Today’s Post by Joe Farace
Shooting portraits outdoors mean you’re going to have to be creative about where and when you shoot and look for places that will accommodate to your and your subject’s photographic requirements but even doing research doesn’t mean you won’t encounter some problems.
It seems like shooting almost anything outdoors in post-911 America has made many people, especially those wearing badges, sensitive about photography and photographers and sometimes they can overreact to what is really a harmless situation.
At left: I was shooting a model portrait of a fully clothed Jennifer Groen outside a county office building and after ten minutes a polite Sheriff’s deputy asked us to move along because we were “disturbing people working in the building.” (I suppose that could be true or not.) We managed to make twenty-two shots and while I would have liked to have made more, I agreed to leave. My personal rule is never argue with anyone who carries a gun.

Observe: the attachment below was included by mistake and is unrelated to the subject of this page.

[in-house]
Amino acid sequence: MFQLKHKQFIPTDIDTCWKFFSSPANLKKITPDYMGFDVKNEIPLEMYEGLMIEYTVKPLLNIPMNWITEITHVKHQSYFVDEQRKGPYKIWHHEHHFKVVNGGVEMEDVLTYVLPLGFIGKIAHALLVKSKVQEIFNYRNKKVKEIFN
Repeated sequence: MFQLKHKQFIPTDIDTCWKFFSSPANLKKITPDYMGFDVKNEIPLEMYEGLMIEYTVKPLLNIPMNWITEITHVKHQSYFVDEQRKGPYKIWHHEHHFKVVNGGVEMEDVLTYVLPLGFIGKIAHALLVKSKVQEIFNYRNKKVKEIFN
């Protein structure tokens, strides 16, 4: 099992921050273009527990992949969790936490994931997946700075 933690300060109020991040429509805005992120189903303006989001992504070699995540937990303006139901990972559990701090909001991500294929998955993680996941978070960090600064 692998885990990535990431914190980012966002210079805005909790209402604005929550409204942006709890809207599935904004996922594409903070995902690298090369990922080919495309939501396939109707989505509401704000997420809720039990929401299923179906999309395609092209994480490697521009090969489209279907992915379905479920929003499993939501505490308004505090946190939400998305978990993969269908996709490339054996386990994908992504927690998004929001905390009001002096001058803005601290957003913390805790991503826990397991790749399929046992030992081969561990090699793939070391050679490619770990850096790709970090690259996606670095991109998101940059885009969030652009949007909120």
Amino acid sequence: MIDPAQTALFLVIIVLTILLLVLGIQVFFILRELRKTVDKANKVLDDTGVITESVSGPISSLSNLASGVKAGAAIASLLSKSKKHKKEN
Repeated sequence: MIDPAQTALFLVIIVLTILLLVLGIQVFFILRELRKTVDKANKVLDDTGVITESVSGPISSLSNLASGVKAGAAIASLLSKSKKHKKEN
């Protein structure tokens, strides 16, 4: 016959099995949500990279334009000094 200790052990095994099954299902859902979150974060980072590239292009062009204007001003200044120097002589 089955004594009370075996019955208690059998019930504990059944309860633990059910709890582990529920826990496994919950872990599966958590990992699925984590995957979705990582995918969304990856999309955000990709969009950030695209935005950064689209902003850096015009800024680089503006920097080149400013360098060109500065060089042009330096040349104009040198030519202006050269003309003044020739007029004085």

This is one of the photographs that got the sheriff’s deputy attention who asked us to leave. Unfortunately, I never got the shot that I was trying to achieve but this one pose is close to and gives you an idea of what I was going after—black dress, white building—you get the what I was going for.
The above image was shot using Canon EOS 60D and a EF 22-55mm lens with as exposure of 1/200 sec at f/11 and ISO 100. A 550EX speedlite was use as fill. An interesting postscript was that after Jennifer and I were asked to leave, we moved the shoot two blocks away to a city building were she posed on a ledge just outside the City Court bailiff’s office. Nobody said a thing but is was such a public space space that we had lots of comments from the Peanut Gallery as people drove by.
What are your rights under these kind of situations? Bert P. Krages II attorney-at-law has developed a one-page PDF containing information about what your rights are when stopped and confronted by authorities. As the author of the incredibly useful book, Legal Handbook for Photographers, Mr. Krages is knowledgeable about photographer’s rights. I would like to thank him for producing a document that explains your rights and legal remedies when confronted by law enforcement or others when shooing but more importantly how you should handle these kinds of confrontations. Print a copy of the PDF and keep it in your camera bag—just in case.